Why Can’t We Be Friends?

As much as President Obama and Governor Romney must be relieved that the election is over, I think that many would agree that the general public is relieved that it’s over as well; based solely on the fact that we can’t stand to read or see another Facebook post, or Tweet, or election hashtag on the TV screen. It’s no shock that social media played an important role in the past election, but it may be a shock to find out that the election social media conversations have continued to affect users well after the winner was announced. In a recent article titled “Unfriendly Posts, Tweets on Election Day Rile Social Media Users,” the author explains that during the presidential race, many people were very blunt in their social media comments. Social media users were very vocal regarding the election and who they wanted to win, and these comments were taken to heart, causing people to realize that “social media friendships—like any other friendship are tested when there are differences of opinion” (Fletcher)  Oftentimes many people take politics very seriously, and it can be a very personal topic of conversation for most, so when people post comments about their political views on these very public platforms, these so called “personal attacks” on people lead them to “defriend” their online friends.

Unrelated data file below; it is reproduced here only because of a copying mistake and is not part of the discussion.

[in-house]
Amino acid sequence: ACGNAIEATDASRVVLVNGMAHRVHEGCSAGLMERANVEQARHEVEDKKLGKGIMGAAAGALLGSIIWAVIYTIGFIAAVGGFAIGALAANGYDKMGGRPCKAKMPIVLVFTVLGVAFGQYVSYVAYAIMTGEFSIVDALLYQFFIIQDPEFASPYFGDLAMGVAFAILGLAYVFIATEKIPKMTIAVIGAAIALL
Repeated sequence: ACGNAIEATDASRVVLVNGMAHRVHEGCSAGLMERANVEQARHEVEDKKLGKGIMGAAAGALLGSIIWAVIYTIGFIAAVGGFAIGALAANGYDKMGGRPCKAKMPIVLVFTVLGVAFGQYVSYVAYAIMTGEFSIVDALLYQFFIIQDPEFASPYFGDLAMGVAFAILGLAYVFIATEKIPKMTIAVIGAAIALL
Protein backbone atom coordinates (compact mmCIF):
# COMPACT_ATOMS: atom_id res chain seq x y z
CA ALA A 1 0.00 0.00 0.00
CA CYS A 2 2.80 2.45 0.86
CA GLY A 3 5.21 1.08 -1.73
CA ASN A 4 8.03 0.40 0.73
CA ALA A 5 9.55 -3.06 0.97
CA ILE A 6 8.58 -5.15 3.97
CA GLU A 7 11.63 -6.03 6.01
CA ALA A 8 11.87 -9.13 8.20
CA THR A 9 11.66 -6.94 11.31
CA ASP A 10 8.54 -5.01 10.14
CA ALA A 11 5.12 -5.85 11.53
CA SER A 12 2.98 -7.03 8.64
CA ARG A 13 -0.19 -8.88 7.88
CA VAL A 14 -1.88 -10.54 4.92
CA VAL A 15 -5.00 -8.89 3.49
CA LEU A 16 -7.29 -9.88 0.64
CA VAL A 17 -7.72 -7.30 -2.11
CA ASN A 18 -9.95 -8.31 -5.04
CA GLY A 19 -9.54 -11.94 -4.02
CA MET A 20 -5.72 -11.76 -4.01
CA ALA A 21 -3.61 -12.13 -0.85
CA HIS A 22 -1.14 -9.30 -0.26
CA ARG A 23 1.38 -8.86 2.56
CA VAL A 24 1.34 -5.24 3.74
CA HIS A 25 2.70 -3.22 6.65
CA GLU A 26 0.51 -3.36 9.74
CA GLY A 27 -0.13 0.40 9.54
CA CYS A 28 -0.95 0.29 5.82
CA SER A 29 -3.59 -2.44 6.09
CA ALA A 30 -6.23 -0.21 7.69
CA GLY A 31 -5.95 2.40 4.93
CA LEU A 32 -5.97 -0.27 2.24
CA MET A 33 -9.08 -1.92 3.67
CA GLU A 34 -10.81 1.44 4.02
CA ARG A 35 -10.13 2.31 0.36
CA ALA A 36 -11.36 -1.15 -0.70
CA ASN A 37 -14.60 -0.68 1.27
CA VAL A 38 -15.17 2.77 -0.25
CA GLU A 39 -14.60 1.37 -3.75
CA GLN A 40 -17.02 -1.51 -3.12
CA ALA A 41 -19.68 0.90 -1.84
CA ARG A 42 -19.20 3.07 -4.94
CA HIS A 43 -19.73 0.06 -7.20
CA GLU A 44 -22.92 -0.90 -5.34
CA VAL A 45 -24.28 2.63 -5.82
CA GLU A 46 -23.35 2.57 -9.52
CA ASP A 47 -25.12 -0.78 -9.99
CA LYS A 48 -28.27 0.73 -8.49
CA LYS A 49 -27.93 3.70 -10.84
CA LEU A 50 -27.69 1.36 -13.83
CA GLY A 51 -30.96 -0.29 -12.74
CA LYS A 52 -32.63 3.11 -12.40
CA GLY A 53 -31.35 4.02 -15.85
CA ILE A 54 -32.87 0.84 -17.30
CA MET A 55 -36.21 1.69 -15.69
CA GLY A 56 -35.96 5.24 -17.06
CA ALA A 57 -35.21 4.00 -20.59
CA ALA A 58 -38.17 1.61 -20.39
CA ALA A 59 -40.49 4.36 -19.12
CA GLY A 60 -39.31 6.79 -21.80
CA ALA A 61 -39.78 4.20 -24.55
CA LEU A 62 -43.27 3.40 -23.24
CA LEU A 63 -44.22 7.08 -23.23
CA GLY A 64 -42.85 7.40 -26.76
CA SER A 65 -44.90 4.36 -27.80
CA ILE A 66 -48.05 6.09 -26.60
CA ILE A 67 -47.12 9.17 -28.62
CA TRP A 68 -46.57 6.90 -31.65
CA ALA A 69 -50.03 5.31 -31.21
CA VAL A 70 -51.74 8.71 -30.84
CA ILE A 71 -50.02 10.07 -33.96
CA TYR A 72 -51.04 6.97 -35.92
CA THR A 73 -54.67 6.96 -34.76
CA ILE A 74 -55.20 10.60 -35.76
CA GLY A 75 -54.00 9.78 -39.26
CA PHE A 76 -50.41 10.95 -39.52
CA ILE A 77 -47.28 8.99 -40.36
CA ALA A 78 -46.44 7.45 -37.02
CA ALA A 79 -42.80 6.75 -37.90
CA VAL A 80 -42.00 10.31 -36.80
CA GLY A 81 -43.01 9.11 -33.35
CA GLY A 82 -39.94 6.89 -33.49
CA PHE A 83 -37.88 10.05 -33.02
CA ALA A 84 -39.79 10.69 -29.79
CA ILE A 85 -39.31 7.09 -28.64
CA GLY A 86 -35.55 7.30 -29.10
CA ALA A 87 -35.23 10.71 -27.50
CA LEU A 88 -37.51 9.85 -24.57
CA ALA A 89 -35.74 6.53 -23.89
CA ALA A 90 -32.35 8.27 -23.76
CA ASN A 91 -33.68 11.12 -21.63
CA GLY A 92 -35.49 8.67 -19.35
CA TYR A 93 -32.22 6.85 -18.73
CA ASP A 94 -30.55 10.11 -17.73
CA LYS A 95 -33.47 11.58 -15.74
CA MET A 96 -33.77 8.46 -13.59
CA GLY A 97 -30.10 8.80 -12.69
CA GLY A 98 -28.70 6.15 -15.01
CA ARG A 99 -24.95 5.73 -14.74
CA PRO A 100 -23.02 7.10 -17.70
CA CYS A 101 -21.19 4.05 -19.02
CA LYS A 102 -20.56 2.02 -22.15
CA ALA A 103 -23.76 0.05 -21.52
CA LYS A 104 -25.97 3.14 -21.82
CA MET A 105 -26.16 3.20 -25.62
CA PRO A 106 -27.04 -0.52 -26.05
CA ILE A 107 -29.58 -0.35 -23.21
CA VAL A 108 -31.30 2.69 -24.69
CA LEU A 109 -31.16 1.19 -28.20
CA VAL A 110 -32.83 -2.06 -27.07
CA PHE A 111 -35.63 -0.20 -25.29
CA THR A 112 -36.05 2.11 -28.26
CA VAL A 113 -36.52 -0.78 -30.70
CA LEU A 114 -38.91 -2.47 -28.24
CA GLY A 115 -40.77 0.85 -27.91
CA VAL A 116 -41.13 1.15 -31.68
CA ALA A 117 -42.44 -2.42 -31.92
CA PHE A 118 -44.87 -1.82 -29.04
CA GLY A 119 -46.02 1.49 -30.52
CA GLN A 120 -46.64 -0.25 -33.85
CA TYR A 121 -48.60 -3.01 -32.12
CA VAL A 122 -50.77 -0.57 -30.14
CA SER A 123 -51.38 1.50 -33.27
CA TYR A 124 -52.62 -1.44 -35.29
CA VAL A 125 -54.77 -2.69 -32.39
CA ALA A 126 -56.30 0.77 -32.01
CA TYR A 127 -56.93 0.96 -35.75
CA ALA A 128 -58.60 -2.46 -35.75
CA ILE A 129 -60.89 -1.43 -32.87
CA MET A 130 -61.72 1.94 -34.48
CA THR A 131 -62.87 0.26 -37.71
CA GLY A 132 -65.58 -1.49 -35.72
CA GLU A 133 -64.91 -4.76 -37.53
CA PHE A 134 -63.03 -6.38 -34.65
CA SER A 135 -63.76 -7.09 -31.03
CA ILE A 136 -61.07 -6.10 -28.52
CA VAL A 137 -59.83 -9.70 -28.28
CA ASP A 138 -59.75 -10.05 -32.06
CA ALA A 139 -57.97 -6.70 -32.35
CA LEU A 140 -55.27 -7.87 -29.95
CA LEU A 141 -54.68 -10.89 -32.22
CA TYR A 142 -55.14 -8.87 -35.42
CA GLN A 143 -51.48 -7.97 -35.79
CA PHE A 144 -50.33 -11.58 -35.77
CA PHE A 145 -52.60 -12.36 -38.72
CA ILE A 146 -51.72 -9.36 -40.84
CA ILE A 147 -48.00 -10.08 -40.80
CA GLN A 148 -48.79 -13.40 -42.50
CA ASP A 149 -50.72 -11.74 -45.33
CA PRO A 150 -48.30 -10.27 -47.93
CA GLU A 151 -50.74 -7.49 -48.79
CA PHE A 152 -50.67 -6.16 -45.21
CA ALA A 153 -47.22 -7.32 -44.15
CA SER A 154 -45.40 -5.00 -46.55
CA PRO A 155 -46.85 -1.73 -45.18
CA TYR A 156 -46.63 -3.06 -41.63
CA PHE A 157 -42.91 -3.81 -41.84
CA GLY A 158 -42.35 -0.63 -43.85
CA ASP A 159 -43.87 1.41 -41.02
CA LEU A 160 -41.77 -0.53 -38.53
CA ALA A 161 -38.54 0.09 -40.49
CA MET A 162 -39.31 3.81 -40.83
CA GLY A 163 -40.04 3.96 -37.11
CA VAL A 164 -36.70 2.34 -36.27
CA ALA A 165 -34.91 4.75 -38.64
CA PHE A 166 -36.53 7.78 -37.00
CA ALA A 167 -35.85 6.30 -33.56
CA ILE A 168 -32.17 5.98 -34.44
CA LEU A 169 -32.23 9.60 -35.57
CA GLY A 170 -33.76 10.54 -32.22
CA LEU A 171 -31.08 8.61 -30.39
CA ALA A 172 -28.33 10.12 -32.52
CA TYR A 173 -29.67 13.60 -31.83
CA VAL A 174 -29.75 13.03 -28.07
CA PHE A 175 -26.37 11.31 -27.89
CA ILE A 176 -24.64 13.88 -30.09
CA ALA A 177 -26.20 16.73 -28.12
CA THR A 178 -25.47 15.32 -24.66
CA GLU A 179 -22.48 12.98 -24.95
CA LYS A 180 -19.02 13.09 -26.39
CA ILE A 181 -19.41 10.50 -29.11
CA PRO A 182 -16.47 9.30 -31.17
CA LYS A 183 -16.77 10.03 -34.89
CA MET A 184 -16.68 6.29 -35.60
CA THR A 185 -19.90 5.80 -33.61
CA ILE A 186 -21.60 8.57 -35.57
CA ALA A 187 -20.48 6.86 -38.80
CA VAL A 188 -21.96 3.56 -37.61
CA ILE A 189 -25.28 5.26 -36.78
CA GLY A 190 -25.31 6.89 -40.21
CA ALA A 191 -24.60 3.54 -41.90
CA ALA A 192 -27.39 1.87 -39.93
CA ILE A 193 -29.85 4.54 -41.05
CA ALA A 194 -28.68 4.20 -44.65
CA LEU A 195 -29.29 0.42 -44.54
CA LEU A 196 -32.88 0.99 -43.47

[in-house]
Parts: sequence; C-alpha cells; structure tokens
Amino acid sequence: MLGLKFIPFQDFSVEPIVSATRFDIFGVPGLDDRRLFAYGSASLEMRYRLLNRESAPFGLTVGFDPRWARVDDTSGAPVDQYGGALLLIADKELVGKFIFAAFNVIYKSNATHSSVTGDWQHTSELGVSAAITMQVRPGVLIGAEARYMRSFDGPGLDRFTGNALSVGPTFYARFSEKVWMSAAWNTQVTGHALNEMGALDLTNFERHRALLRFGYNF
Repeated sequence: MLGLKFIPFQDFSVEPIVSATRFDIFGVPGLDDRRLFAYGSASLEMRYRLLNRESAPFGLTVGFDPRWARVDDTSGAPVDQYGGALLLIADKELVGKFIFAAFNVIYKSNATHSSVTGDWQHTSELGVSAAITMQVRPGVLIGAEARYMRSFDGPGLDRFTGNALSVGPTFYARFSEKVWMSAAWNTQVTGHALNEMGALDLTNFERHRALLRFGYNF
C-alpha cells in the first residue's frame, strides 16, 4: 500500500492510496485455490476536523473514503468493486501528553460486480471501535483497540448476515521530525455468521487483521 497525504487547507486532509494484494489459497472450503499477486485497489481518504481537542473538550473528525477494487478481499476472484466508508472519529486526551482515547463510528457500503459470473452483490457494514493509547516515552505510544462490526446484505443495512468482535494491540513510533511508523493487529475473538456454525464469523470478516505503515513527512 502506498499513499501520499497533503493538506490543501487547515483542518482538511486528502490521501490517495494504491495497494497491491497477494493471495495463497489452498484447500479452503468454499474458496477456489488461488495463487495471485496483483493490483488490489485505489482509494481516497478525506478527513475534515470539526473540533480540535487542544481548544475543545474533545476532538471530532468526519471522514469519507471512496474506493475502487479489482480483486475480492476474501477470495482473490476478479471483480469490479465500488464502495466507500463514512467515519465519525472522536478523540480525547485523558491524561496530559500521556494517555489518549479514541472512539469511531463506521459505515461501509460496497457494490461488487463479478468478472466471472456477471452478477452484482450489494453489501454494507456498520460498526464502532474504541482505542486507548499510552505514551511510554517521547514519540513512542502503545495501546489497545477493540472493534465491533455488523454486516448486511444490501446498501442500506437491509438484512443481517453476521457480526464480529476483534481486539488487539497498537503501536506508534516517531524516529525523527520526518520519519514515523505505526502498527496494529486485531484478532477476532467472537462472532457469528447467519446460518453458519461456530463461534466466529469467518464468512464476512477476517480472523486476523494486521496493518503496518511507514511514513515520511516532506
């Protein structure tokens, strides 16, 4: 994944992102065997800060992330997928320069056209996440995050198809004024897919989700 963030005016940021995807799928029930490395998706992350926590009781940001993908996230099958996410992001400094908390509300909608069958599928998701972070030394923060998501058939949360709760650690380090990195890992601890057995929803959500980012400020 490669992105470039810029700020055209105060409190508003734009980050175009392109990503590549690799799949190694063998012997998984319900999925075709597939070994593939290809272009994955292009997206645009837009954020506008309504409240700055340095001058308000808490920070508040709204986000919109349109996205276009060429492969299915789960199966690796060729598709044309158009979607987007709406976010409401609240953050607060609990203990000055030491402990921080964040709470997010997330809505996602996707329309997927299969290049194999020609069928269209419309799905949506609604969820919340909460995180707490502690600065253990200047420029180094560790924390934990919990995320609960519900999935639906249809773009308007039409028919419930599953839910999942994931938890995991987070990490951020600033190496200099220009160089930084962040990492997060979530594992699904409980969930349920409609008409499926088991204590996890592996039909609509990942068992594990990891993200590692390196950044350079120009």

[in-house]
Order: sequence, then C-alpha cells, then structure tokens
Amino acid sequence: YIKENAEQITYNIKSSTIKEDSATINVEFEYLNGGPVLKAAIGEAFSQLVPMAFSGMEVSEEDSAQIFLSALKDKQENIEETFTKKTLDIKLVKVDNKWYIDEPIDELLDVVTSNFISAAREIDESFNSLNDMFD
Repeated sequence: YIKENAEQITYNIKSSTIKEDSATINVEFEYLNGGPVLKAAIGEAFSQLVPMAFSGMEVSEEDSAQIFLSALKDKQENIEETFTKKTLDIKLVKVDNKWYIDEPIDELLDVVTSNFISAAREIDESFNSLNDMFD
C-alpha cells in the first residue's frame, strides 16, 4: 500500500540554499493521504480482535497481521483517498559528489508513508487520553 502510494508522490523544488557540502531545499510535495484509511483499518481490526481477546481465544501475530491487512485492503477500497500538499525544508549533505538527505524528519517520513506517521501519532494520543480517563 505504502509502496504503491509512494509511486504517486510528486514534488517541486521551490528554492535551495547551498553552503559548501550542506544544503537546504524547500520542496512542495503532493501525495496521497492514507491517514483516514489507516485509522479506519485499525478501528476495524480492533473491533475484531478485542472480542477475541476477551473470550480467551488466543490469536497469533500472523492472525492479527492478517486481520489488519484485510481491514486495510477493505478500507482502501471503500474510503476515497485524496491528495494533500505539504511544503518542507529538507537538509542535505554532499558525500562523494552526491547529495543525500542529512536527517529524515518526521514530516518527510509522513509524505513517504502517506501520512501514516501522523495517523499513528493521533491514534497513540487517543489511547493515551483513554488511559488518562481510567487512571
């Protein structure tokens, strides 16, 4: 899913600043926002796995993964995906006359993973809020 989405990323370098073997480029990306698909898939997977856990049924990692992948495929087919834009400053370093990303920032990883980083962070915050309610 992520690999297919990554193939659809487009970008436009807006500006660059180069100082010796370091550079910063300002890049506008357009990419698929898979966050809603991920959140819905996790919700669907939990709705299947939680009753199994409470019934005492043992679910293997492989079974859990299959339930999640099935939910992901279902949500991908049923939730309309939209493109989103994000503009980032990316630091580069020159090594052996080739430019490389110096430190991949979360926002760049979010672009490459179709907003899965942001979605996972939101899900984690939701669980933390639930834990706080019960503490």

Although many people who hit the defriend button were not close friends in an offline world, this act of defriending supports the theory that maybe social media sites should not be a place for political discussion. Zizi Papacharissi explains in “Without You, I’m Nothing: Performances of the Self on Twitter,” that certain social media sites are intended for playful performances. Twitter is meant for playful content, not to discuss serious matters. With this being said, maybe it is not the most appropriate platform to express strong, or insulting comments about political topics since politics touches home for many people. In addition, this article makes me think about how online “friendships” are viewed. We have no problem with defriending some of our weak ties on SNS, because many of our online connections are not meaningful relationships, and can sometimes be viewed as superficial. This article explains that “the stronger the offline connection the more likely people will find to preserve the online relationship…when (the relationship) is totally digital it’s much more flammable” (Fletcher). Social media sites provide people with platforms for free expression, but by discussing more serious topics on these sites, meaningful and superficial “friendships” are uncovered and revealed. I think this article does a good job of pointing out what some people view as appropriate and inappropriate content to be discussed on these social media sites. Are these platforms really intended for freedom of expression, or is there a time and a place for certain conversation topics?

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